The distress call came in at 7:55 a.m. from the Russell W. Peterson, a research vessel 14 miles off the Delaware coast. A massive storm, rare for this time of year, was pounding the mid Atlantic. The National Weather Service had recorded 16-foot waves.
The Russell W. Peterson, a platform boat once used as an oil rig, was taking on water.
John Moyse, 61, was one of two crew members aboard.
Mr. Moyse, who lived in Largo, grew up on the water and captained a wide variety of boats for hire, including submersible crafts. He was an eternal optimist, fiancee Nancy Whitford said.
He worked and fished on the water. On land, he played golf and volunteered for Florida state parks.
He counseled his only son, John Moyse Jr., to make sure he got a job with a solid retirement plan. Moyse Jr. is now an Army officer in Qatar.
His father always knew he might one day perish at sea, Moyse Jr. told the News Journal, a Delaware newspaper.
Mr. Moyse had already moved the Peterson to Delaware for another job earlier this year, his fiancee said. In May, the chief backer was Bluewater Wind, an offshore energy developer that needed data on migratory bird patterns. According to Mike Kazsuba, a Coast Guard investigator based in Philadelphia, that data was collected by Mr. Moyse and his fellow crew member, whom Kazsuba declined to name. The two were the only people on the boat on May 12.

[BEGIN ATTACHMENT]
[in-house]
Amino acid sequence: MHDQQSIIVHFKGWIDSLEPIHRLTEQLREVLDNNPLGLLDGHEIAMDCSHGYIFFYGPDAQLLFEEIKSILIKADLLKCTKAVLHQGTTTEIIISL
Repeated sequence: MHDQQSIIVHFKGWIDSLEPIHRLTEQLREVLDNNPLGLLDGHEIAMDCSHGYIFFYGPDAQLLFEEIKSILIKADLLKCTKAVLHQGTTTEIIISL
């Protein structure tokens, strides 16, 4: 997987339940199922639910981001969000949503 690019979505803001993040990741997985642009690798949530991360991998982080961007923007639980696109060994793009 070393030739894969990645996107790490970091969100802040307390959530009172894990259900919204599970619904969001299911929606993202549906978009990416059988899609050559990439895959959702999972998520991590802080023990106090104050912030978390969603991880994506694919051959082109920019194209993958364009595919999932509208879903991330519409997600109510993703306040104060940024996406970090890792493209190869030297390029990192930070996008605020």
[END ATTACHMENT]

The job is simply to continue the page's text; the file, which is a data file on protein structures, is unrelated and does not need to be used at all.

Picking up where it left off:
The Peterson is a platform boat of the "jack-up" variety commonly found among oil rigs off the coast of Louisiana. It's 58-foot length makes it small for an oil rig. Jack-up boats, used in relatively shallow depths, extend their hydraulic legs to the ocean floor, and bore themselves beneath the surface.
Once anchored, the boat can then lift its flat deck above the water, providing a stable floor. At the time the storm hit, its three legs were still screwed into the ocean floor.
From Sunday to Monday, the weather service increased the severity of its marine warnings from gale to full-blown storm, with wind gusts up to 58 mph.
But the Peterson might not have been able to leave.
"We are trying to determine what the actual sea state was," Kaszuba said. Most platform boats cannot withdraw their hydraulic supports in seas higher than 5 feet, he said.
A Coast Guard helicopter lifted the other crew member to safety. Rescuers found Mr. Moyse in the damaged ship's galley, surrounded by debris. He had not survived.
On Sunday, Mr. Moyse' family released his ashes into the gulf, off John's Pass in Madeira Beach.
Andrew Meacham can be reached at email@example.com or